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How to Recycle E-waste


computer motherboardThe urgent need to improve the rate of recycling and to decrease the amount of electronic waste sent to landfills, led to the creation of the Waste Electrical and Electronic Equipment (WEEE) regulations in 2007. One million tonnes of electrical and electronic waste are accumulated annually – therefore, e-waste recycling is an important issue. Electrical and electronic tools, mobile phones, kitchen appliances, computers, and TV’s, can all be recycled or reused in some way. See how below.

Classification of WEEE

Depending on whether an item was on the market before or after 2005, the directive divides WEEE on historic – for items or equipment manufactured before that year, and non-historic for products manufactured after 2005. The owner of historic WEEE items has the responsibility to make provisions for its collection and recycling, while for non-historic the responsibility is held by the producer or distributor. To make the reporting process and classification easier, the directive divides WEEE into the following 10 categories:

    • Automatic dispensers
    • Consumer equipment
    • Electrical and electronic tools
    • IT and telecommunications equipment
    • Large household appliances
    • Lighting equipment
    • Medical devices
    • Monitoring and control instruments
    • Small household appliances
    • Toys, leisure and sports equipment

*In alphabetical order

How to Recycle Electronics

The process of recycling electronics is a bit different from what you may be used if you recycle other materials regularly. This doesn’t mean you shouldn’t do it and it also doesn’t mean it’s going to be any difficult. Just different. Here’s how to recycle electronics:

  1. Return electronics to the manufacturer. Usually the best way to handle electronics recycling is to return it to manufacturer. In most cases, you can involve delivery by doing this, so you won’t have to bother with handling the process yourself. Simply check the return policies of the manufacturer and figure things out from there. They are usually pretty detailed, and if they’re not you can always contact them.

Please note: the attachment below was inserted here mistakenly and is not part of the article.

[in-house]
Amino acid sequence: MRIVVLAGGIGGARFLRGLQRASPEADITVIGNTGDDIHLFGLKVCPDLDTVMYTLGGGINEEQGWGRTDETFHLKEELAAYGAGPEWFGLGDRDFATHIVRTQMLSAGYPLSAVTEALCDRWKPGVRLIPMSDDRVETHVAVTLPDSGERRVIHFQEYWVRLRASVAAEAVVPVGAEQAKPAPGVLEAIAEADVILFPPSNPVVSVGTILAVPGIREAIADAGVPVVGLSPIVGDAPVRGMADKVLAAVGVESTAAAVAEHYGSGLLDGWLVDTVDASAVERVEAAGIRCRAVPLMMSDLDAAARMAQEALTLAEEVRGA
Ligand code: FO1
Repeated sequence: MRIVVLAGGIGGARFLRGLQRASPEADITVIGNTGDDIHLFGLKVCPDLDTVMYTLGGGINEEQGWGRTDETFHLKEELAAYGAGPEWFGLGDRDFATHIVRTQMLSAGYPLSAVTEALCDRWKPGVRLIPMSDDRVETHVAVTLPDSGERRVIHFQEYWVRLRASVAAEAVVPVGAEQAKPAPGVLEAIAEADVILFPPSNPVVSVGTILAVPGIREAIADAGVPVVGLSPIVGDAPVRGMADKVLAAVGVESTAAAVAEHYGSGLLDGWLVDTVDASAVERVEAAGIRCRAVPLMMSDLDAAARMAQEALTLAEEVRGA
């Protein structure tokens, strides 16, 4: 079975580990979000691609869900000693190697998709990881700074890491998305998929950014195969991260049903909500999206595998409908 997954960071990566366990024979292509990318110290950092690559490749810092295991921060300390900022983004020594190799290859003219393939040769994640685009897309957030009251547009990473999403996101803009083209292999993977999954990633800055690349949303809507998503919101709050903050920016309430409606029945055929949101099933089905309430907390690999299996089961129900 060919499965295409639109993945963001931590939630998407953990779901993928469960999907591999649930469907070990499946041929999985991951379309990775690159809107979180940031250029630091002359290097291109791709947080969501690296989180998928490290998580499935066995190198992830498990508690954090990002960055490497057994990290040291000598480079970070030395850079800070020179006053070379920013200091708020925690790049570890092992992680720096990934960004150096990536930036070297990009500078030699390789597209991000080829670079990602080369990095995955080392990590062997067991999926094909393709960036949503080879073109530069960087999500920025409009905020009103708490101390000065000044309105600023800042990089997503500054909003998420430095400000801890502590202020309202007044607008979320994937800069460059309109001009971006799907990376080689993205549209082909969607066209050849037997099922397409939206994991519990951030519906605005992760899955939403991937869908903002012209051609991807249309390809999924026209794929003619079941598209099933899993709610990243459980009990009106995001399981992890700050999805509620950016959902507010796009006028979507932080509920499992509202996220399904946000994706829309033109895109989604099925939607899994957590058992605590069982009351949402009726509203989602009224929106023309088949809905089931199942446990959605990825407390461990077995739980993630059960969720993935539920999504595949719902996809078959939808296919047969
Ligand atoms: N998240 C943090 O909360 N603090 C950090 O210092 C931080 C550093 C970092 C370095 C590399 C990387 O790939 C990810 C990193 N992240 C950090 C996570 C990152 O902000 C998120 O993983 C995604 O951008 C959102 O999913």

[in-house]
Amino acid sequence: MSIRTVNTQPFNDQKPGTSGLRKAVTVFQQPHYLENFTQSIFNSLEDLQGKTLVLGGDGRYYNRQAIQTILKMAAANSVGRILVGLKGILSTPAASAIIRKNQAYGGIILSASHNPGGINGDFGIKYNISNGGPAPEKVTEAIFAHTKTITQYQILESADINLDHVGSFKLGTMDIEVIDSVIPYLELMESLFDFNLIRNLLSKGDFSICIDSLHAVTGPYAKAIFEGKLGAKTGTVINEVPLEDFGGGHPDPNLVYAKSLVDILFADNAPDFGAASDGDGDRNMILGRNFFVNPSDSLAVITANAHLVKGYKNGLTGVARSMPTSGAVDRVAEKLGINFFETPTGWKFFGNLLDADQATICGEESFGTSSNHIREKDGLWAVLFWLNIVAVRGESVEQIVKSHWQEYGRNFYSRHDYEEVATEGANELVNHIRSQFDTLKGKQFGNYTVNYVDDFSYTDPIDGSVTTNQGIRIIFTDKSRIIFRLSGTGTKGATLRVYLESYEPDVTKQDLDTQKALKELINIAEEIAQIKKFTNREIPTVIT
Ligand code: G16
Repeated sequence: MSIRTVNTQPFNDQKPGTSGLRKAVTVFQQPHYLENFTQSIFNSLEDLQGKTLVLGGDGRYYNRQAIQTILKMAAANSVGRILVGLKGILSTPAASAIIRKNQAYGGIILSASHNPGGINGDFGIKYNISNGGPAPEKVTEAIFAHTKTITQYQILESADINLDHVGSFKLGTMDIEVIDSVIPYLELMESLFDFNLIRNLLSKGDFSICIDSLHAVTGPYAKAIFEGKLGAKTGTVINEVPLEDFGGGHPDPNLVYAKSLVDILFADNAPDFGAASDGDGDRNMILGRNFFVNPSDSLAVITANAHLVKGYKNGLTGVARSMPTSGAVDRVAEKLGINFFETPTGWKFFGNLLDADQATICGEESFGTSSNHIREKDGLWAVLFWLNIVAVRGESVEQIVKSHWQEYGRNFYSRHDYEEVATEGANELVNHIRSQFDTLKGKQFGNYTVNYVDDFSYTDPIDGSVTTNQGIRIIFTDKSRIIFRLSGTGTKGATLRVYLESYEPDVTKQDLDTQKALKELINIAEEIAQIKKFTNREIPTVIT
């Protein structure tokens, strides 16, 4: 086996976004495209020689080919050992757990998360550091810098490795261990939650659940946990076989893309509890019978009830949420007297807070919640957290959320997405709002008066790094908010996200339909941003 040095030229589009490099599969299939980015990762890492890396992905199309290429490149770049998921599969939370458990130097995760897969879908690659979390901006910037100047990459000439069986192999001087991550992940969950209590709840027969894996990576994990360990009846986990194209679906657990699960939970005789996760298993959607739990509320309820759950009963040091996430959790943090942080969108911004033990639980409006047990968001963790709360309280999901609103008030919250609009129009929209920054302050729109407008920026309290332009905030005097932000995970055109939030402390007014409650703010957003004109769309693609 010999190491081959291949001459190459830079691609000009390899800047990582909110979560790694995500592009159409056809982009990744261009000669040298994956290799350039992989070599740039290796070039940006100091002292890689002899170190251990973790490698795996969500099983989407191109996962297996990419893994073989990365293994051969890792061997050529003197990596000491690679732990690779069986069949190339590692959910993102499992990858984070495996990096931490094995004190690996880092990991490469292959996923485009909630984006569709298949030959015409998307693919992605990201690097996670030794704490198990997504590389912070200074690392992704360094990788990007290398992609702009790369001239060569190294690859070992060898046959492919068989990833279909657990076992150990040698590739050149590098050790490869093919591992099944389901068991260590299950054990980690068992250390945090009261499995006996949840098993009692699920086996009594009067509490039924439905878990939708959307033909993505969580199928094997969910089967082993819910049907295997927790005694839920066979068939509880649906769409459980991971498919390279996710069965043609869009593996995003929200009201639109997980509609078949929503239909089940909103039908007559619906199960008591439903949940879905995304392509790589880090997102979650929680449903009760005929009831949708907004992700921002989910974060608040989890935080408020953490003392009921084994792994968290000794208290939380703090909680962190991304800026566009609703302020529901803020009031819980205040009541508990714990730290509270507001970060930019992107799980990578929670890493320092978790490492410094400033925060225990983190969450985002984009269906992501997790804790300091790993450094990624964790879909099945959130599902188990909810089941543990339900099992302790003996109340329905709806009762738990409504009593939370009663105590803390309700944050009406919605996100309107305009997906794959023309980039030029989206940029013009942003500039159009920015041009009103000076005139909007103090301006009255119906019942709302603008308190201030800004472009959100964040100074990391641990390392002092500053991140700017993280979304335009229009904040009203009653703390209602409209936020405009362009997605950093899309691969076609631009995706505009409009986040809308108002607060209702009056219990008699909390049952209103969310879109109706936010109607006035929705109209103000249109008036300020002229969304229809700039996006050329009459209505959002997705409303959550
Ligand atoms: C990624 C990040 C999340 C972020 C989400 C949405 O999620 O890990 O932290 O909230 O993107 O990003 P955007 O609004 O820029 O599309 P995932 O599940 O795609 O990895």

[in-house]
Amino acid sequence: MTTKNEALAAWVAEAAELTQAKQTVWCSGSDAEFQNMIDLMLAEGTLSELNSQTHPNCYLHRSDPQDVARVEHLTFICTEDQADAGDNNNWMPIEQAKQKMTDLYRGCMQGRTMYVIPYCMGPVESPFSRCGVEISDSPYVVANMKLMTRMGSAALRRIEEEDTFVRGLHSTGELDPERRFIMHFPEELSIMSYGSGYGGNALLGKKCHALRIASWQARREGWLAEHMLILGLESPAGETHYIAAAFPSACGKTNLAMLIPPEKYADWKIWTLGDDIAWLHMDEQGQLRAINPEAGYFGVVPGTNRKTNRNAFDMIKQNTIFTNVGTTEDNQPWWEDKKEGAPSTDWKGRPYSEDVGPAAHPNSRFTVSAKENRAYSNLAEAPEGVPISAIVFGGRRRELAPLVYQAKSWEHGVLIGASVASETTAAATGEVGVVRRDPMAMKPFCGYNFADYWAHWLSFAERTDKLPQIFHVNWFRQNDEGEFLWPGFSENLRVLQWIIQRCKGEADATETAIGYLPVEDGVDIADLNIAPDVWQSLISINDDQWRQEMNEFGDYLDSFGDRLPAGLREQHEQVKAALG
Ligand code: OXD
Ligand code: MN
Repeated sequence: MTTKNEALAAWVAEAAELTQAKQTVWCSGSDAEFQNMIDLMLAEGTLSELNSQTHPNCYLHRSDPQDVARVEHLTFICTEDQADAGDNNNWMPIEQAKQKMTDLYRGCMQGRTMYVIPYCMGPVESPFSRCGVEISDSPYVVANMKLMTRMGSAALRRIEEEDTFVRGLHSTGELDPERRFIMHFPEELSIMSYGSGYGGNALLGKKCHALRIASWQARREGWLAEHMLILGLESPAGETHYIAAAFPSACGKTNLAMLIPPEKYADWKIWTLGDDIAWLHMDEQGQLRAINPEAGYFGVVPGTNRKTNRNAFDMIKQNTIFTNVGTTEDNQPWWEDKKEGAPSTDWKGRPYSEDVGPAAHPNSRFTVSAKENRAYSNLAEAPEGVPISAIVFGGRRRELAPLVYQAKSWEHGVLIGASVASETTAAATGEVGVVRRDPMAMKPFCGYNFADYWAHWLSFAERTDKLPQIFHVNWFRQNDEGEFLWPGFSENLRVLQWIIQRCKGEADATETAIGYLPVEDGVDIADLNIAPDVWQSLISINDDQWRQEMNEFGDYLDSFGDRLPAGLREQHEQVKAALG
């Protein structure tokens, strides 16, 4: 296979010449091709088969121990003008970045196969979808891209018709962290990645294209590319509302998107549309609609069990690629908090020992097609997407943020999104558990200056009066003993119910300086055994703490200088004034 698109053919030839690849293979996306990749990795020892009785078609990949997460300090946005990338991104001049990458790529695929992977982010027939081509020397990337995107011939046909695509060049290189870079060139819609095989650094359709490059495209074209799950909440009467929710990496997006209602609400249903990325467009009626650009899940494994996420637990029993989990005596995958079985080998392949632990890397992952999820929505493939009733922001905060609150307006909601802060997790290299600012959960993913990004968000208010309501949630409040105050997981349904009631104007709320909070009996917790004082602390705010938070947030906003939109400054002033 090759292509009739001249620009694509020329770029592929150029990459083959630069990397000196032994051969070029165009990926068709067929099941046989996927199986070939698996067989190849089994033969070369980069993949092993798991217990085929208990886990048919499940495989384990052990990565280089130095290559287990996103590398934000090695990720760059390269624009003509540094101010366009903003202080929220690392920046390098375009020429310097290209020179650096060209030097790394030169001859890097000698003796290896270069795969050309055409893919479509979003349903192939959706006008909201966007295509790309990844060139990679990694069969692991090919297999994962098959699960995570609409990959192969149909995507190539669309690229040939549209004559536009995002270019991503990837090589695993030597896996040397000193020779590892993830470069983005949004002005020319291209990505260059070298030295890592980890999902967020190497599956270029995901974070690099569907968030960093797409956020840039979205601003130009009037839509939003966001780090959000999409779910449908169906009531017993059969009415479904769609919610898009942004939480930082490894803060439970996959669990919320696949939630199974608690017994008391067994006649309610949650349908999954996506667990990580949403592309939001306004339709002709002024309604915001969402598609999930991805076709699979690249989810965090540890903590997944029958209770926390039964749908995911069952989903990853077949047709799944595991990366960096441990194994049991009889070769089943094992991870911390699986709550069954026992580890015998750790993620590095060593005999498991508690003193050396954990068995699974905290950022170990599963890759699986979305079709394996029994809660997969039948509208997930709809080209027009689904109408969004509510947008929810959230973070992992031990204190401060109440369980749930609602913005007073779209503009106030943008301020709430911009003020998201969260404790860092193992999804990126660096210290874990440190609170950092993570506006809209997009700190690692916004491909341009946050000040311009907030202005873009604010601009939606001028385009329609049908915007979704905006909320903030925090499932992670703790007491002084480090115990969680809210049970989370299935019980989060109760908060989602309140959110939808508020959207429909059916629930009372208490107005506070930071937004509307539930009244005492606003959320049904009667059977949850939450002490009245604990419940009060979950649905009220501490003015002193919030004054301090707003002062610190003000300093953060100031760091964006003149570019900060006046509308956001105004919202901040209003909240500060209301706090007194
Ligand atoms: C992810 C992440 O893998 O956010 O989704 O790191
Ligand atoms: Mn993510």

2. Check out local electronics stores policies. If the manufacturer of your particular piece of tech doesn’t want its gadget back, you can check local stores near you. Oftentimes they will have different policies that involve accepting the return of electronics for recycling purposes.
  3. Donate what you can. If you’re buying a new piece of equipment, but the old one is still working and you don’t know what to do with it, you can try donating it. There are plenty of organisations like Computer Aid and Computers for Charities that accept donations of old electronics. Find the nearest one and you’re set.
  4. Bring old batteries to your retailer or supplier. Just like with electronics, most stores have a policy of accepting batteries for recycling.
  5. Check with your local recycling centre. Recycling centres accept most types of electronics, but it’s a good idea to contact them in advance, just to make sure.
  6. Bring the electronics to the recycling centre or deposit them in a recycling bank. You can bring all your old electronics to your local recycling centre, deposit them in a recycling bank, or simply leave them in a kerbside box. You need to make sure it’s clear what type of recycling material it is, though.